Tuesday, 30 April 2013

Recent Updates

I'm not in the habit of going back to revise posts I've made on this blog, but my recent research into Ilford has turned up new information that I've added to my posts on Ilford's G.30 & R.10 plates, as well as finding a data sheet which provides more information on Kodak's O.250 plates.

Sunday, 28 April 2013

Ilford Mk V Motion Picture Film

The 35mm film format was originally developed for motion picture cameras, but the convenience of the format's small size soon led to its adoption for still photography (35mm was known as 'miniature' film, by comparison to the 'medium' format of rollfilms, and large format sheet films and plates). The famous Leica wasn't the first still picture camera to use 35mm film, but it did help to popularise the format; subsequently the Kodak Retina was designed around the 35mm daylight loading cartridge, and by the second half of the 20th century, 35mm film became the dominant film format. Meanwhile, it continued (and continues) to be used for motion pictures and was only challenged by the quality of digital very recently. There were (and still are) some film emulsions produced explicitly for motion picture use which have never been generally available in short lengths for still camera use. However, there are photographers that use motion picture stocks for still photography, with online communities catering for this niche such as Project Double-X, and the Double-X and Orwo Flickr groups.

Ilford Mark V Motion Picture Film
Looking for unusual film stock online, I found, and bought, a lot of 4 cans of Ilford Mark V motion picture film from a well-known auction site. Each can contains 50 ft of film; given roughly 5ft per 36 exposure roll of film, each can would hold about 10 rolls' worth of film. On a generic label, 'Ilford Photographic Materials', the particulars of the film are printed underneath and "Date of test 21.5.73". Shooting 35mm film at 24 frames per second uses 90 feet of film per minute: 35mm motion picture film is usually sold in 400ft to 1000ft lengths. A 50ft roll of film would last just over 30 seconds. Returning to the label, it's a question as to what the 'test' actually refers to: was the film in these cans produced for quality control purposes, to test the Mark V emulsion, or film base, or coating machinery? Or are these short reels produced for film makers to make tests with (although the syntax suggests otherwise)?

Top: Ilford Mark V perforations. Bottom: HP5 Plus
As a motion picture film, it has different perforations from still camera film, but should run through  35mm cameras without any problems: problems occur when using 35mm still camera film in cine cameras, not the other way around. The general practice of edge marking on 35mm film is to print it to be read from the same side as the negative frames, but the lettering on the Mark V film is reversed. It's marked simply "IlFORD SAFETY FILM", obviously without frame numbering, but there are numbers at intervals on the edge of the film.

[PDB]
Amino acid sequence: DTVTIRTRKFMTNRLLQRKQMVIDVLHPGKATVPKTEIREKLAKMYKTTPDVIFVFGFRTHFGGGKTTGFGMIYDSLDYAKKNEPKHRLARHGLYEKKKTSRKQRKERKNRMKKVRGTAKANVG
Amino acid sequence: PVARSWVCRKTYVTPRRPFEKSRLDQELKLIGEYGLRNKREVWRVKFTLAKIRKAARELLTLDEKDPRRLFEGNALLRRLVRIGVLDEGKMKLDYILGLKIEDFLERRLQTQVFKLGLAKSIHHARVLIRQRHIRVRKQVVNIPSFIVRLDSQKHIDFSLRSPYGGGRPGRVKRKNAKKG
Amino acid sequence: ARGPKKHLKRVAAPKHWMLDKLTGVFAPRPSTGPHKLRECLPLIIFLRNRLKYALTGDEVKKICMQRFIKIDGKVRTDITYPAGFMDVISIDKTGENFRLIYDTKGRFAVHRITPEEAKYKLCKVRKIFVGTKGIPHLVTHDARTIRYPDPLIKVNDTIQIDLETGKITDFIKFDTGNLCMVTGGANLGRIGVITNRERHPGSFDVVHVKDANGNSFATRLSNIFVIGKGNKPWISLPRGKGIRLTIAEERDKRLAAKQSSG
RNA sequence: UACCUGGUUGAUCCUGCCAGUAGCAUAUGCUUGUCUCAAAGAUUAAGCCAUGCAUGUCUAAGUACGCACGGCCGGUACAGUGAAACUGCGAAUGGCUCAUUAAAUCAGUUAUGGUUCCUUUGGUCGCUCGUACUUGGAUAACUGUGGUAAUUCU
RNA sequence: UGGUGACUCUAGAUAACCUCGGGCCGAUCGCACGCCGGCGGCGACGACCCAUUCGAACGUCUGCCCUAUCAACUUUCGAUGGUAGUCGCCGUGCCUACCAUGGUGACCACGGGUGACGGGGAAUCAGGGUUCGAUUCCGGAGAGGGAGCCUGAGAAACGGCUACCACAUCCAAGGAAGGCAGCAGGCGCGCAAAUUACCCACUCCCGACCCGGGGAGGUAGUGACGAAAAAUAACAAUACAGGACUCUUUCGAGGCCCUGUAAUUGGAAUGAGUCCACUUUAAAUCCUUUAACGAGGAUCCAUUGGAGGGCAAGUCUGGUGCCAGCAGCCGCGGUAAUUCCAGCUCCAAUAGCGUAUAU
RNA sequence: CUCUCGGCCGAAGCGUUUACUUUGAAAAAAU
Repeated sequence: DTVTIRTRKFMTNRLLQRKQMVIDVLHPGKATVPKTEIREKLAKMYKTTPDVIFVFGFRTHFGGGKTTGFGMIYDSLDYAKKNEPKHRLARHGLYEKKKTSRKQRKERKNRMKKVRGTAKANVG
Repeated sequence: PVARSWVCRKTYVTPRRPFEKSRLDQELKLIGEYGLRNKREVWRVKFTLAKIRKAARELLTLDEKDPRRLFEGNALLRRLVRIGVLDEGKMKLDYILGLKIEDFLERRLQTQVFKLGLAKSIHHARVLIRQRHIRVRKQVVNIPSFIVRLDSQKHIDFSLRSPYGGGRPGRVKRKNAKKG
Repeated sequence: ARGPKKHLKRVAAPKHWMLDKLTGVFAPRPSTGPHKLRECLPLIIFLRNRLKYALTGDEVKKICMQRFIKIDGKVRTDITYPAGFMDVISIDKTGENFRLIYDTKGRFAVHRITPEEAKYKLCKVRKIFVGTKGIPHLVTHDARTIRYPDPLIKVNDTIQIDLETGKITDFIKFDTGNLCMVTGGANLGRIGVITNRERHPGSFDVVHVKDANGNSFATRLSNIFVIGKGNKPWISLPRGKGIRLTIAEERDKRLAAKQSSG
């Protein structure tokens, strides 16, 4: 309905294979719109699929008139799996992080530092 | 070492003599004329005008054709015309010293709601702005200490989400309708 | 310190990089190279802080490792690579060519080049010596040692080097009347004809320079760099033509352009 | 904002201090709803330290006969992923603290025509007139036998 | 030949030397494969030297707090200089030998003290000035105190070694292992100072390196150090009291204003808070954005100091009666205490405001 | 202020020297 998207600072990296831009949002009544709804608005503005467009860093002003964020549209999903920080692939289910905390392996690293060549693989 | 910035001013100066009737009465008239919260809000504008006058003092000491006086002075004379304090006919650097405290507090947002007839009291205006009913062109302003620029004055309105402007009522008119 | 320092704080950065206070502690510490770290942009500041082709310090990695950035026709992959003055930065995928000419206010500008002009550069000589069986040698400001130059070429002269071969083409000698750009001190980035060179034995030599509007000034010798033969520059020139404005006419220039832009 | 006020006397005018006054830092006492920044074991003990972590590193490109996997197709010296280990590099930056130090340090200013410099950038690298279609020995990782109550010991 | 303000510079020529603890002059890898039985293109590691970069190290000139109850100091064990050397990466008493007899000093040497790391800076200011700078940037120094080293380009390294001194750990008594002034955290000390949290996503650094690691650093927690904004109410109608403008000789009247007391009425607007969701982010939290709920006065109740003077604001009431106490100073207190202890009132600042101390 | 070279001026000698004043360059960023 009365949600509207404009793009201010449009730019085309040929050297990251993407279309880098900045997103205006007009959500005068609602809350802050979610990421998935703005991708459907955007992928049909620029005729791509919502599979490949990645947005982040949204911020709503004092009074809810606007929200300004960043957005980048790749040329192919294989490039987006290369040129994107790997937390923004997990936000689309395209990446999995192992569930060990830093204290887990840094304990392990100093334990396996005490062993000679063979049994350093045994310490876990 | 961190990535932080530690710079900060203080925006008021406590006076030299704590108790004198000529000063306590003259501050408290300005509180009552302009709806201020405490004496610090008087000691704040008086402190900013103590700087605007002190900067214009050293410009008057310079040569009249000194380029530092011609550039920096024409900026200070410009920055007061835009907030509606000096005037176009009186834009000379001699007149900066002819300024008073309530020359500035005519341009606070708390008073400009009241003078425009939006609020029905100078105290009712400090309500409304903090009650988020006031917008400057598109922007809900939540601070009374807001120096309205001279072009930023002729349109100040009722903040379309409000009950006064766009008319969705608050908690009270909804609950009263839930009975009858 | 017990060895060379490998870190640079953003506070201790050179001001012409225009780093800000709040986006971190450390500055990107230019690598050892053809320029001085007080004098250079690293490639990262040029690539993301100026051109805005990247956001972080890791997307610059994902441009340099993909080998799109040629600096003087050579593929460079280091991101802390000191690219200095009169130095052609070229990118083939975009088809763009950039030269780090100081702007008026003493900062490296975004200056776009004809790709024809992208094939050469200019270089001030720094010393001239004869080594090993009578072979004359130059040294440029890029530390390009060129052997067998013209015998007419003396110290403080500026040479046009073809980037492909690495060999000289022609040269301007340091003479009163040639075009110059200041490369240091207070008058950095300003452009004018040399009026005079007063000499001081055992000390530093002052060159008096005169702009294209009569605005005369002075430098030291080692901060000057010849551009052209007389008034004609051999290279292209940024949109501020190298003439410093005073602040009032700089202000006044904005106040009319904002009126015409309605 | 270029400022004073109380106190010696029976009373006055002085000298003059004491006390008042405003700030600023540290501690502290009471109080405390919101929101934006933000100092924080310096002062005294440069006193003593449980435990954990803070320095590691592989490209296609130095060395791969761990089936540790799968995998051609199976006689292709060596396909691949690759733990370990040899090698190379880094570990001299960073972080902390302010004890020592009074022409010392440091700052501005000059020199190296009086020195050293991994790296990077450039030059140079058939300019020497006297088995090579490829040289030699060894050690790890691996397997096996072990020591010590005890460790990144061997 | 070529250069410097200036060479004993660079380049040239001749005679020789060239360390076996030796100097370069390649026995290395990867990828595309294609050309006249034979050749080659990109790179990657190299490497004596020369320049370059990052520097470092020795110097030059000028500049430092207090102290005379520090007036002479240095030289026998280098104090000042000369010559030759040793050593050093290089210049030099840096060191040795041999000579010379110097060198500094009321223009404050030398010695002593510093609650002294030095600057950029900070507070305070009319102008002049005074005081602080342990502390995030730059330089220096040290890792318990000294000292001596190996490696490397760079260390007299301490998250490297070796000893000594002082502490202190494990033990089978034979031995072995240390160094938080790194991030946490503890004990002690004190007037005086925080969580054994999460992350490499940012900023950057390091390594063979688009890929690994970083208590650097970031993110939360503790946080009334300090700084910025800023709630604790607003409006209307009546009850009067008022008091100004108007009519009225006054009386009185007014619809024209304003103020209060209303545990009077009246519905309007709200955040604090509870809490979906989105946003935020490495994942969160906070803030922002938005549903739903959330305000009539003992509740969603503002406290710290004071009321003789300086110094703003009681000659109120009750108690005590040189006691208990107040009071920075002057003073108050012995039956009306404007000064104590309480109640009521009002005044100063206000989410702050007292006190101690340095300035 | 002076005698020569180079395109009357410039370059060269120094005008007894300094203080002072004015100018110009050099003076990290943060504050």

For a first test, I shot a roll of Mk V with successive exposures at 400, 200, 100, 50, and 25 EI, and then stand developed the film in Rodinal diluted 1:100 for an hour, to give me a rough guide to exposure to make further tests with.

Contact sheet of Ilford Mk V test roll
After developing the first roll of film, I was struck by how grey the film looked. I assumed this to simply be fog due to age, although I later discovered the film also has a grey base. Exposures at 25 and 50 EI yielded usable results (it looks as though the highlights are beginning to block at 25); I had hoped that the film might be faster than that. At this point I didn't know what the film was originally rated at, but I had read online that it was 500 ISO; the results of scanning the negatives show them to be as grainy as a fast film, and in my experience of out of date film, as a broad general rule, faster emulsions are more affected by loss of sensitivity with age. There were also no indications of how these cans of film were stored over the past 40 years.

Ilford Mk V, shot at 25 EI
Ilford Mk V, shot at 50 EI
As a consequence of my research into Ilford Limited's operations in Ilford, I was also able to find out more about Mk V film. Silver By The Ton has an appendix of the company's products. Mark V film is listed under 'Cine and Aerial Films' with an introduction date of 1965. However, this list, unlike the lists for plates, sheet films and rollfilms, does not have ASA/ISO values attached. There is also no mention of any Mark I - IV iterations of the film: I have read some speculation that Mark V may have used a version of the HP emulsion, which was HP4 at the time (HP5 appeared in 1976). For the next couple of test rolls I tried developing Mk V as if it was HP5 Plus, using exposure to compensate for the film's loss of sensitivity, but using the same development times as HP5+. For a second test roll, I exposed the film at 25 and 32 EI, using my Agfa Optima Sensor. Cutting the roll of film in to two lengths, I developed half the roll in Rodinal 1:25 for 6m30s at 19ºC and the other half for 8m45s at 19ºC (I also shot and developed a roll using the Ilford Sportsman at the same time). I had hoped that a shorter development time might reduce the fog without the need to add anti-fog agents, but the effect seemed negligible. Comparing these results to the first roll of film which had been stand developed, I felt like the grain might be a little more pronounced, but, without shooting exactly the same subject matter, making an accurate comparison is difficult.

Mk V film, 32 EI, developed 6m30s in Rodinal 1:25
Mk V film, 25 EI, developed 8m45s in Rodinal 1:25